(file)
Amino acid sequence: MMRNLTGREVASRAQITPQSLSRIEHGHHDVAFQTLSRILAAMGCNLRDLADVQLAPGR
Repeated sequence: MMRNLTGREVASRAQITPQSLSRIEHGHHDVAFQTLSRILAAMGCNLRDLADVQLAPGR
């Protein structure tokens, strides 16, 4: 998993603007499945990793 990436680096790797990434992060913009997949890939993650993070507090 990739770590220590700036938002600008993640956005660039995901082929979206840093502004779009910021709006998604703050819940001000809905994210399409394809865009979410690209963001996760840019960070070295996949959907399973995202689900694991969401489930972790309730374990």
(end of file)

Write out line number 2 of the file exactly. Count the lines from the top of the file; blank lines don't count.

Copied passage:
Repeated sequence: MMRNLTGREVASRAQITPQSLSRIEHGHHDVAFQTLSRILAAMGCNLRDLADVQLAPGR